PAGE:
“The primary use for the block is probably going to be Comp-style drag racing. But the Australian Pro Stock guys like to run that shorter deck as well. I also see this block being pretty heavy in some of the Bonneville classes,” said Patton.
With the likelihood of short production runs, innovations like 3D printing the cores is a possibility. “That is an option. In a lot of our projects, we do kind of a hybrid as far as our tooling and cores are concerned, depending on how complex the core is,” said Patton. “For some cores, that’s the only way you can produce them. Also, we make our own core boxes. We can make changes quickly and on a whim.”

Looks As Well As Performance

As far as cylinder-block aesthetics goes, Noonan is the likely winner of the under-hood bling award. Its Honda K24 and Lamborghini billet-aluminum blocks are polished gems in the aftermarket jewelry store. While conventional wisdom dictates that the Honda block has generous market potential, the Lambo V10 block place appears quite esoteric.
“We kind of thought the same thing initially. But in reality, we’ve actually sold out of every production run that we’ve made of them so far,” said Barry Pettit. “It was a good product for us to sink our teeth into as a challenge for the team because it is the most complex part that we make. So it really wasn’t the quantity of customer requests. It was the quality of customer requests.”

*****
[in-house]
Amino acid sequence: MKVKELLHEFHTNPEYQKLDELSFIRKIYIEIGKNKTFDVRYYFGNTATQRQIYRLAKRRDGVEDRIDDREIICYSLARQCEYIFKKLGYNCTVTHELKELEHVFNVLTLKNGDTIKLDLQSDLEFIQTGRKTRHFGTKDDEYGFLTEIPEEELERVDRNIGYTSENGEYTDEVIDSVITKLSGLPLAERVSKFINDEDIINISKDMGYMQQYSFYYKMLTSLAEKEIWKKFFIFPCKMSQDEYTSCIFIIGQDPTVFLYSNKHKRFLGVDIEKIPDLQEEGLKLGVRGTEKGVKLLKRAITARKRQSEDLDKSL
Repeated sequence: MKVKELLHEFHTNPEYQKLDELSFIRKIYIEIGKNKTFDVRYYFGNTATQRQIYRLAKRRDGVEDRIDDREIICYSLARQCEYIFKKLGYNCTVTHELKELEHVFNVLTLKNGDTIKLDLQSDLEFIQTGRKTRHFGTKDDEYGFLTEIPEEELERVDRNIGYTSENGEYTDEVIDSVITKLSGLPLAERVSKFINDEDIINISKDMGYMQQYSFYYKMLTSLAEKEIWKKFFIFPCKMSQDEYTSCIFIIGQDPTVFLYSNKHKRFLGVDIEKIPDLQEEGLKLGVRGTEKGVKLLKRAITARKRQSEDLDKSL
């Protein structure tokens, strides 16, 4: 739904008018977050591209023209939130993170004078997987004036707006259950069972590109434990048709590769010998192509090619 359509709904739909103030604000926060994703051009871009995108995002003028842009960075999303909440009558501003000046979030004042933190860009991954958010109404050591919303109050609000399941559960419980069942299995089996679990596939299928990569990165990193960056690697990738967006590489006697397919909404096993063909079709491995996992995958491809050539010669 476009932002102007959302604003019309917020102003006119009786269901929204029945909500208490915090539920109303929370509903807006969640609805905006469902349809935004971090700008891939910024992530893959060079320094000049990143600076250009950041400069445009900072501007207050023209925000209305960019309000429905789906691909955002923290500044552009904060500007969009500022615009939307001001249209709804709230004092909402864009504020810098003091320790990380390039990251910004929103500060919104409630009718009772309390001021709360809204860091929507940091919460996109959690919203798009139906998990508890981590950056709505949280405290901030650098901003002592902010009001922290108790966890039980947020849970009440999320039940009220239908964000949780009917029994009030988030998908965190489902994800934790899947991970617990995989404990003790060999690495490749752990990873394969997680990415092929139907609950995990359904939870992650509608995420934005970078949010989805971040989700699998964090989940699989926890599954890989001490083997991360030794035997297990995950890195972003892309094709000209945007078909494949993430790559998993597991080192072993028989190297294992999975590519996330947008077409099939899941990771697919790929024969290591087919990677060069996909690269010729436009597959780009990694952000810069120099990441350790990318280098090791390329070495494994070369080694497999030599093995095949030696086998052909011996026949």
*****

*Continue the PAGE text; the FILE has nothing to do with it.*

The Honda block can be ordered solid or with water jackets and allows a max bore of 88 mm. Maximum stroke is 106 mm with steel rods. Other features include 0.500-inch head studs, four-bolt mains in the center three locations, and compatibility with all factory engine and accessory mounts. The 5.2-liter Lamborghini block offers improved oiling and cooling systems, increased deck thickness, and a more rigid main-cap girdle.
Noonan’s most popular application remains the 4.9-inch bore-space Hemi. “It’s engineered exclusively for the drag racing world. You’ll see it in at least 50% of the cars at big outlaw Pro Mod type races,” said Pettit.
The traditional 4.800-inch bore-center Gen II Hemi platform had numerous limitations with cylinder-head sealing, valvetrain angles, and other issues. Also, boost levels were increasing, and rpm levels were climbing fast.
“It was a perfect opportunity to re-engineer that platform and make it a more durable piece for customers at the race track. It’s also more serviceable, as well,” said Pettit. “We were very fortunate that once we had our prototype complete and ran our checks and balances, we got it in a customer’s car and set a record with it the first weekend. From there, it was pretty much on its way.”

Customer Feedback

As cylinder block manufacturers continue to improve products, it’s important to note that they still need honest and positive feedback from the customers.
“When we make an engine block, we don’t always know the exact combination that everybody’s going to run, right? It’s very easy to think that every combination out there is a common combination,” warned Pettit. “But we are seeing a lot of customers who want a block to arrive and be pre-rod notched and everything ready to go. From a manufacturer’s standpoint, that’s almost an impossible thing to chase, although we do try.
“At the end of the day, we are all in the motorsports industry, which evolves at a rapid pace,” continued Pettit. “So my advice to engine builders is to not be complacent. Whether it is Noonan or any other manufacturer, inspect every part and how it fits within the engine. And always ask yourself if the combination is correct for your application.”


Bill Mitchell Products
Dart Machinery
Energy Manufacturing
Gen3 Performance Products
M&M Competition Engines
Noonan Race Engineering
World Products